Parks and recreation infrastructure in Ohio received a grade of C-. Park systems in Ohio provide a crucial economic element in terms of jobs and financial impact. An additional $26.5 million is needed each year to properly operate the state parks and other divisions, and an additional $29.9 million is needed annually to eliminate the maintenance backlog over the next 10 to 20 years. These same needs are also being felt at the local levels as well. Facilities at many urban recreation centers are past their expected service life and are in need of repairs or at risk of being closed for health and safety reasons. A study by the Ohio State University in 2004 stated that people visiting Ohio’s state parks alone contribute an estimated $1.1 billion to the state’s economy annually.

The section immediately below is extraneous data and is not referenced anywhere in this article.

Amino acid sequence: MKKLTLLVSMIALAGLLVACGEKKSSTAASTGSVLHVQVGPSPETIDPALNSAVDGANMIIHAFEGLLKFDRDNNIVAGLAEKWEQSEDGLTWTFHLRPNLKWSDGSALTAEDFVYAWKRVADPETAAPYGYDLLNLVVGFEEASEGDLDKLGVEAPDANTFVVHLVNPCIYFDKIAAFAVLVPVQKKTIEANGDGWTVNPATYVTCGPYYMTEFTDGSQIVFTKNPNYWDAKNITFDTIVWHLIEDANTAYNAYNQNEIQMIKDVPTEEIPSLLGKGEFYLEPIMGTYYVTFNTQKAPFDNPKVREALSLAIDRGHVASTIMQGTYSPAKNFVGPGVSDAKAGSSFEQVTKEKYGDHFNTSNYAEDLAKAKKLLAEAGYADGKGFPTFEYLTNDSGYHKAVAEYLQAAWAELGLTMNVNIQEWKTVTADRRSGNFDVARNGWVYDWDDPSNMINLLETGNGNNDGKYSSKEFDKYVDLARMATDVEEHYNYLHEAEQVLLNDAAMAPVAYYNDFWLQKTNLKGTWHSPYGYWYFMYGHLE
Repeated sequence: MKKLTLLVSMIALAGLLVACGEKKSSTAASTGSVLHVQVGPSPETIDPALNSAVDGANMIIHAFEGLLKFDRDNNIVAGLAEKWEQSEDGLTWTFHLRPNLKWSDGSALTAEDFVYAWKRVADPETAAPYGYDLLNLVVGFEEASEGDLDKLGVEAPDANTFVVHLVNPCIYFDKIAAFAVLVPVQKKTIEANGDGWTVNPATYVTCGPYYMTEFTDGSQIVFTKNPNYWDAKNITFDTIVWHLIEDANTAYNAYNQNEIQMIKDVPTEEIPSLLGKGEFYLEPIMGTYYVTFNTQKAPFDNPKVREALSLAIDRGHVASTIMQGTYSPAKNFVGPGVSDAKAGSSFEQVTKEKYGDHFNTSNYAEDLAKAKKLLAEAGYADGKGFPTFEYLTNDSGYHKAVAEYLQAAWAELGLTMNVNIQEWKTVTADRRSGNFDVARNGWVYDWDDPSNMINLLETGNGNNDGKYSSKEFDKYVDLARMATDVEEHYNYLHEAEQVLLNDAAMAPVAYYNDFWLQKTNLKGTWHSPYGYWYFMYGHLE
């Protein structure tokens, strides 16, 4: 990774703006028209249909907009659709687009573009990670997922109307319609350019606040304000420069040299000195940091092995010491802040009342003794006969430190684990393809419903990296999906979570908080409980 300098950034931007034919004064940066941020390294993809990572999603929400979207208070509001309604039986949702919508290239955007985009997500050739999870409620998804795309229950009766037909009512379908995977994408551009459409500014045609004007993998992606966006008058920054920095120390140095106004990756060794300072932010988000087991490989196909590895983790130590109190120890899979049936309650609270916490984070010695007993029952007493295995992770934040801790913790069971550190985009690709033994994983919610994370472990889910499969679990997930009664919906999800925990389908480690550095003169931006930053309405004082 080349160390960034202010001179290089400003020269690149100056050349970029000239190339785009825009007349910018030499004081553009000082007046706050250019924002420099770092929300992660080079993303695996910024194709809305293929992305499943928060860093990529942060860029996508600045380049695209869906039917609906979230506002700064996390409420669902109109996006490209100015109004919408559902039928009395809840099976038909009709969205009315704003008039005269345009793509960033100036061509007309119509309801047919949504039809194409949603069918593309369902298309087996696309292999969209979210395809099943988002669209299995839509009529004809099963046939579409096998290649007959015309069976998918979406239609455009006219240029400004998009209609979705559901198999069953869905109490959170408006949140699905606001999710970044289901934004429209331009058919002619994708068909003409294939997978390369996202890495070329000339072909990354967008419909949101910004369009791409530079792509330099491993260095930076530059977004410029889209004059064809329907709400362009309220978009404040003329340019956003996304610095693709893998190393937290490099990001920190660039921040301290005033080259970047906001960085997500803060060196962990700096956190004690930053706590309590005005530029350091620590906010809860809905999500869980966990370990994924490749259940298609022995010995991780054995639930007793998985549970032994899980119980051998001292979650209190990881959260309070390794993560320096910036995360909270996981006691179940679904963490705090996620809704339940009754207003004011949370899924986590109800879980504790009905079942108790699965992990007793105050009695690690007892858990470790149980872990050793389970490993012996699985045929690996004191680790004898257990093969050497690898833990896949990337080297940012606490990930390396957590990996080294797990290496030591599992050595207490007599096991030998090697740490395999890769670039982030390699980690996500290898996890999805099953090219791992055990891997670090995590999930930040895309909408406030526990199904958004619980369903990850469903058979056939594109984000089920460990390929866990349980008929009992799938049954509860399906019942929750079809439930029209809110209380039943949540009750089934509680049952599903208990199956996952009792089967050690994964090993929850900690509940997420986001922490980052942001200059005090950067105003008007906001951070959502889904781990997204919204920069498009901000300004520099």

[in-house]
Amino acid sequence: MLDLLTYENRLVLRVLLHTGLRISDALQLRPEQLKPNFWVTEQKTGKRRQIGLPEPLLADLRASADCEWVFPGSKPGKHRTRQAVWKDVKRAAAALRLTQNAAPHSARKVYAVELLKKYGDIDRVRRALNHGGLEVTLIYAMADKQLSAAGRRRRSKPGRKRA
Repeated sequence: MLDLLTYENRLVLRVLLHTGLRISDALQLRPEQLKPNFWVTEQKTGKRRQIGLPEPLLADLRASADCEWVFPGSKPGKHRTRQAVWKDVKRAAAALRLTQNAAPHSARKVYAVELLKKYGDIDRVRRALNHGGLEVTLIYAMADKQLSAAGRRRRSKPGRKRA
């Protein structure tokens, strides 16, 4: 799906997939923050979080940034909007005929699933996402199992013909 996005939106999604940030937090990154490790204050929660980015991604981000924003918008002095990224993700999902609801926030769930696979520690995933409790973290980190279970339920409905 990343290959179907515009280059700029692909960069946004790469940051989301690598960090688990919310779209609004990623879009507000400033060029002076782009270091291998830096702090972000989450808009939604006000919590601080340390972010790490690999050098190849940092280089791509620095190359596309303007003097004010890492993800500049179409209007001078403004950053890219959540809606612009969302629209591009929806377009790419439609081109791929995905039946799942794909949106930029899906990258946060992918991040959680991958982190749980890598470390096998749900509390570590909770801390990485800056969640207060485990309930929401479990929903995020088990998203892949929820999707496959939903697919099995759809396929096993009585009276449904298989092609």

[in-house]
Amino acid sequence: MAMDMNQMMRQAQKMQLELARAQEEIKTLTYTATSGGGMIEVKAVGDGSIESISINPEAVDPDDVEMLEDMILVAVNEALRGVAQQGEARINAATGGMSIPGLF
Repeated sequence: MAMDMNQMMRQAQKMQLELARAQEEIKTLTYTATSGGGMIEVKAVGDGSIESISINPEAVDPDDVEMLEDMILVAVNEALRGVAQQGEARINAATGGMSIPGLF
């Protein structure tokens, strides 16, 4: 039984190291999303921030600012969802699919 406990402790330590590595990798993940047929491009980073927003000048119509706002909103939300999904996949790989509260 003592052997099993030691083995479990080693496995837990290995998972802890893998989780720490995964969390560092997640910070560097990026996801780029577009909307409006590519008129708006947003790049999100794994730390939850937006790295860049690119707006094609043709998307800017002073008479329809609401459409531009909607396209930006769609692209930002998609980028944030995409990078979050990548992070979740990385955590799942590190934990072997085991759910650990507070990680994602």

Railroads in Ohio received a grade of C-. Railroads provide critical services to industries important to Ohio’s economy, hauling raw materials, parts, and finished products. Railroads are also an important industry in Ohio, employing more than 8,000 workers and paying approximately $500 million in wages in the state. ODOT has estimated that the cost to improve the 30 worst railroad choke points in the state would cost $1.19 billion. There are nearly 16,000 railroad crossings within the state. Since 1990, motor vehicle/train crashes at grade crossings have declined 66% and the number of fatalities has dropped 77 percent. However, between 2005 and 2008 there were still 482 accidents, including 45 fatalities. Columbus is the second largest and Dayton the sixth largest city in the U.S. without passenger rail services.